What is a Stroke?
Simply put, a stroke is a “brain attack.”
A stroke can occur when a blood vessel carrying oxygen and nutrients to the brain bursts or is blocked by a blood clot or another particle. Without oxygen rich blood and nutrients, brain cells in the affected area begin to malfunction and die.
Types of Stroke
There are two types of stroke:
- Ischemic Stroke – Arteries are blood vessels that carry blood from the heart throughout the body. When blood cannot reach the brain due to a clot or a buildup of plaque in the artery, an ischemic stroke occurs. About 85% of strokes are ischemic.
- Hemorrhagic Stroke – When a blood vessel in the brain breaks and releases blood into the brain, a hemorrhagic stroke occurs. Fewer people suffer hemorrhagic strokes than ischemic, yet the chance of survival after hemorrhagic stroke is lower.
Evaluate your risk for stroke:
- Know your blood pressure and cholesterol values and ensure they fall within normal range.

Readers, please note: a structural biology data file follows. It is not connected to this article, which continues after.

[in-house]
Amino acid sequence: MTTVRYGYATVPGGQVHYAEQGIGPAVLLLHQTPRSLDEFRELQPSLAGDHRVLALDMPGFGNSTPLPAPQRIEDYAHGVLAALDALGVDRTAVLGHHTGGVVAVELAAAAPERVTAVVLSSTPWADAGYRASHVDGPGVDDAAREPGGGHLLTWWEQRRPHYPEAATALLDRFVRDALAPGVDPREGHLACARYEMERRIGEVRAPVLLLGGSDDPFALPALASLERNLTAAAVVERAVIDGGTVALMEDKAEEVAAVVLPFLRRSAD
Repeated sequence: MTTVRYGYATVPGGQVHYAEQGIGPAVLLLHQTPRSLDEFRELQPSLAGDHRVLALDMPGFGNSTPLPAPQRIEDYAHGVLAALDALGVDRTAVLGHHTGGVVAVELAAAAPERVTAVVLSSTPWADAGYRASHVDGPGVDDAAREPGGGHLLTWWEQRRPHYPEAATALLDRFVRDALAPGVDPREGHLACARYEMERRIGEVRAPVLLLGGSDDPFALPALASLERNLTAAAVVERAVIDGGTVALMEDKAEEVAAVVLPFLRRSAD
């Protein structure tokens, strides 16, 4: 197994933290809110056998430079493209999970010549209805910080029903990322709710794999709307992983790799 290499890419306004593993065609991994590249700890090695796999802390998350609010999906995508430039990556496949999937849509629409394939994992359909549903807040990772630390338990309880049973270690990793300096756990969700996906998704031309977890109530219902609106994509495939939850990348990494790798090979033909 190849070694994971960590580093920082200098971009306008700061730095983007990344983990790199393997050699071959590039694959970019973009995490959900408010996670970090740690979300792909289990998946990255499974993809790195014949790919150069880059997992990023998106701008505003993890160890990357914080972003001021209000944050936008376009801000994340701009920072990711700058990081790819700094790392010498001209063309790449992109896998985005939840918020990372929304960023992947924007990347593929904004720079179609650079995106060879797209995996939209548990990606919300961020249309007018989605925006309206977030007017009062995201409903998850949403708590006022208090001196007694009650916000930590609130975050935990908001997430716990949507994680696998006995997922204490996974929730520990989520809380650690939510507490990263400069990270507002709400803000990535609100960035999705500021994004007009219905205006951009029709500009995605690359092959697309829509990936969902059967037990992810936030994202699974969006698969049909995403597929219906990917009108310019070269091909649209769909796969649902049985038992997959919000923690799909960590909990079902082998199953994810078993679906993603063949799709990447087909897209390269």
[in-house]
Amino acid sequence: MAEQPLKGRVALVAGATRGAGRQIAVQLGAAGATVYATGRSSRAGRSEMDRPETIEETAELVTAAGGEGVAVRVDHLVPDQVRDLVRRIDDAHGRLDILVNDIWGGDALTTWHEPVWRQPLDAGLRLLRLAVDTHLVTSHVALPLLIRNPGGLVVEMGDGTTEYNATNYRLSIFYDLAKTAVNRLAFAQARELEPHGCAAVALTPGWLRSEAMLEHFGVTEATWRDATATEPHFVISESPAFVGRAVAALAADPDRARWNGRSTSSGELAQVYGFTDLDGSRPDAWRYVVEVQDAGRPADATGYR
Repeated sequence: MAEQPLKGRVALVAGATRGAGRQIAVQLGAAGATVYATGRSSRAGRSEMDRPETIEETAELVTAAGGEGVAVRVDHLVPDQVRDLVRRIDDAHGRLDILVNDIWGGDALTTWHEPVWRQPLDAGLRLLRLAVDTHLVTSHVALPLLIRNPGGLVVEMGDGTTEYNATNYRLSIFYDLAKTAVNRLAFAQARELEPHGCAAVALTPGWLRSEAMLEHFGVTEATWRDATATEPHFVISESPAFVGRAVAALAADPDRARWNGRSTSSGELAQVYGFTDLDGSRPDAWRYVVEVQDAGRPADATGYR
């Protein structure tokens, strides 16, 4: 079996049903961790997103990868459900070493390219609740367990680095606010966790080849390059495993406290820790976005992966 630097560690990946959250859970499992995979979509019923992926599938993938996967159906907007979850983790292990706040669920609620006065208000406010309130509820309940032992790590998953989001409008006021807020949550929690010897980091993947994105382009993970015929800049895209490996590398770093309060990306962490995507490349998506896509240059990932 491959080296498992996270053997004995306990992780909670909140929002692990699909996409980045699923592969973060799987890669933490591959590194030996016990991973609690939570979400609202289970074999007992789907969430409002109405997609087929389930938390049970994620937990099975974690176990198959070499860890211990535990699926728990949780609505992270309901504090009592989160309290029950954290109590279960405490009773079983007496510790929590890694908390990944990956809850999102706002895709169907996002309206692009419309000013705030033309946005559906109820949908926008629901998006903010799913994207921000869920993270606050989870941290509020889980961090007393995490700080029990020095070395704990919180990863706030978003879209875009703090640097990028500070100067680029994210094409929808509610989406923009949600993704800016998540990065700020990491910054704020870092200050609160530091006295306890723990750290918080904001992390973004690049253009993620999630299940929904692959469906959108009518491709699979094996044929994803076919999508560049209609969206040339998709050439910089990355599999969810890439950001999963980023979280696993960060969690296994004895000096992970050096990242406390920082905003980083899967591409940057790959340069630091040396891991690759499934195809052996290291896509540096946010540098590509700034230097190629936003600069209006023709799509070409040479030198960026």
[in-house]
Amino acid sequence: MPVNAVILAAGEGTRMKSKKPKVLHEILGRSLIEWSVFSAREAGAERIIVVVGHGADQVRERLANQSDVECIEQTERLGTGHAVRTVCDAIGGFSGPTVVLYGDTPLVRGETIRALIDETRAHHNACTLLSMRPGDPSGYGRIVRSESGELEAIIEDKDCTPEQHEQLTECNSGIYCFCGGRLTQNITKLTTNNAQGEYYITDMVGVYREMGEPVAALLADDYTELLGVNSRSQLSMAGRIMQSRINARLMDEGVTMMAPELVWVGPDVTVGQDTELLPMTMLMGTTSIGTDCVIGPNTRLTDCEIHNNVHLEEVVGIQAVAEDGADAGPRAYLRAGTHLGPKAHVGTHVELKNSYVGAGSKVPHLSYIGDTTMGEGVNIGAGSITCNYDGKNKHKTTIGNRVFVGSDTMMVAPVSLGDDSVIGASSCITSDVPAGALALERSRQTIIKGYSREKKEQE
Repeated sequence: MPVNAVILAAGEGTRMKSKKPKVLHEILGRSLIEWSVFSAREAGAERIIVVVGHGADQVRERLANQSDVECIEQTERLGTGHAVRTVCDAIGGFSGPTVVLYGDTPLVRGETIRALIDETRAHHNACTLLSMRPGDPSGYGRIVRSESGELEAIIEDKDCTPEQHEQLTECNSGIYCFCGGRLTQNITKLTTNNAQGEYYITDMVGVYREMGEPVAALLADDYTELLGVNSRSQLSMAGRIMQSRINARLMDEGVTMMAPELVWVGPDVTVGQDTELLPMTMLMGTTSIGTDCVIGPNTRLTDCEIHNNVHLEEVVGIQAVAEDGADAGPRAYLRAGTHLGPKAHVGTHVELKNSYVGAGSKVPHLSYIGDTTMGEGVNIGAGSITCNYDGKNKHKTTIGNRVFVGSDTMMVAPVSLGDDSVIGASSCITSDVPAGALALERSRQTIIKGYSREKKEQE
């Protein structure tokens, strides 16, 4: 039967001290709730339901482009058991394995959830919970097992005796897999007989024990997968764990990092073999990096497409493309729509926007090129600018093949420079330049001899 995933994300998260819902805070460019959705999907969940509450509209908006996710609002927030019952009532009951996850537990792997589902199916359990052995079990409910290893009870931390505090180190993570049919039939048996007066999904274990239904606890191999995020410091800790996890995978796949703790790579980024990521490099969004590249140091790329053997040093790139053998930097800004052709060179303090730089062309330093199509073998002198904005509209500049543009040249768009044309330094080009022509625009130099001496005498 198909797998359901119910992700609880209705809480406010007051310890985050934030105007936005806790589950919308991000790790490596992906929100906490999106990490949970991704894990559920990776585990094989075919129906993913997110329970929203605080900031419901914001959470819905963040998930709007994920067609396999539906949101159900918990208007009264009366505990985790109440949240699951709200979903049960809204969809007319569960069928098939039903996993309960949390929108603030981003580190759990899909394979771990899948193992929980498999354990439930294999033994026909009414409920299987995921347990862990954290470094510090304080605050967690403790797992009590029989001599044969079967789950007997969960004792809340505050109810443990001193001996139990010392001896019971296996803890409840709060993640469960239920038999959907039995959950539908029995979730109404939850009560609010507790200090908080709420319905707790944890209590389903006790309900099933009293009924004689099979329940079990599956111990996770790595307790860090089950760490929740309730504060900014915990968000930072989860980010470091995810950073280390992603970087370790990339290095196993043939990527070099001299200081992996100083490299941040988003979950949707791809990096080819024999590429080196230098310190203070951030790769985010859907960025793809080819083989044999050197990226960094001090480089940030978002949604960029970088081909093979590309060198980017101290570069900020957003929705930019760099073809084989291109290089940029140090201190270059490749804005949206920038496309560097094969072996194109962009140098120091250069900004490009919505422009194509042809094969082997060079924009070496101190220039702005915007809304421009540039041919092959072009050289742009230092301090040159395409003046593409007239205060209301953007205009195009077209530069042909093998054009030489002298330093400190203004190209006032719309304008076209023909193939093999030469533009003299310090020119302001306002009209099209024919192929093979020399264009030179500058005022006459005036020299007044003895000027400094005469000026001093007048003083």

- If you use tobacco products, take steps to quit.
- Drink alcohol in moderation.
- If you have diabetes, work with your doctor to find the right medication and work on lifestyle changes.
- Include exercise in your daily routine.
- Lower the sodium in your diet – see attached handout.
- Talk to your doctor about your family history and stay current with screening recommendations.
What are the warning signs for stroke?
- Feeling numb or weak in the face, arm or leg, especially on one side of the body.
- Having trouble seeing.
- Having a hard time talking or understanding what someone is saying.
- Feeling dizzy or loss of balance.
- Onset of a very bad headache with no known cause.
If you suspect someone is having a stroke – call 911 immediately. For additional information on stroke, including the services we offer to diagnosed and treat stroke, visit our website here.
About WakeMed Corporate & Community Health
The Corporate and Community Health division of WakeMed provides worksite wellness and health promotion services to numerous corporate and community clients throughout Wake County. The department is made up of a multi-disciplinary team who perform preventative health screenings, education and coaching upon request. The department assists thousands of people each year on their wellness journey.